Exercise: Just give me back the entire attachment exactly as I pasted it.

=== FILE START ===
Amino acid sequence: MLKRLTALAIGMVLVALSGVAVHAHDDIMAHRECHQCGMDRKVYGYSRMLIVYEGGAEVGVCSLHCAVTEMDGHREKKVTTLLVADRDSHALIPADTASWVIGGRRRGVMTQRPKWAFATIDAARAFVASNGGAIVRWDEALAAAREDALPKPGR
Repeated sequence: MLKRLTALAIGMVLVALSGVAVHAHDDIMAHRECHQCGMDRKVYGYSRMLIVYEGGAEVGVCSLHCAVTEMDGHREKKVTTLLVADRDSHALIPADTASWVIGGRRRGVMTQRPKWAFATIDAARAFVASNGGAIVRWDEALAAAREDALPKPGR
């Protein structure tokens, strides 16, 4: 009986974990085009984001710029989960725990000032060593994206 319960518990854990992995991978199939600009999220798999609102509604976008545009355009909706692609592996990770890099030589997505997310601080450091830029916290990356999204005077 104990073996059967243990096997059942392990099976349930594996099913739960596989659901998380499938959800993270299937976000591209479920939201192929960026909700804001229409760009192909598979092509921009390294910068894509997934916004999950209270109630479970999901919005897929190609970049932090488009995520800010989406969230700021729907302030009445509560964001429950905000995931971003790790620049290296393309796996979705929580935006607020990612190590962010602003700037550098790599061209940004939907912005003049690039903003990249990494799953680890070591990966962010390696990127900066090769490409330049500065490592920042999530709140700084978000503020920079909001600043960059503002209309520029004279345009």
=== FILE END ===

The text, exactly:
Amino acid sequence: MLKRLTALAIGMVLVALSGVAVHAHDDIMAHRECHQCGMDRKVYGYSRMLIVYEGGAEVGVCSLHCAVTEMDGHREKKVTTLLVADRDSHALIPADTASWVIGGRRRGVMTQRPKWAFATIDAARAFVASNGGAIVRWDEALAAAREDALPKPGR
Repeated sequence: MLKRLTALAIGMVLVALSGVAVHAHDDIMAHRECHQCGMDRKVYGYSRMLIVYEGGAEVGVCSLHCAVTEMDGHREKKVTTLLVADRDSHALIPADTASWVIGGRRRGVMTQRPKWAFATIDAARAFVASNGGAIVRWDEALAAAREDALPKPGR
């Protein structure tokens, strides 16, 4: 009986974990085009984001710029989960725990000032060593994206 319960518990854990992995991978199939600009999220798999609102509604976008545009355009909706692609592996990770890099030589997505997310601080450091830029916290990356999204005077 104990073996059967243990096997059942392990099976349930594996099913739960596989659901998380499938959800993270299937976000591209479920939201192929960026909700804001229409760009192909598979092509921009390294910068894509997934916004999950209270109630479970999901919005897929190609970049932090488009995520800010989406969230700021729907302030009445509560964001429950905000995931971003790790620049290296393309796996979705929580935006607020990612190590962010602003700037550098790599061209940004939907912005003049690039903003990249990494799953680890070591990966962010390696990127900066090769490409330049500065490592920042999530709140700084978000503020920079909001600043960059503002209309520029004279345009």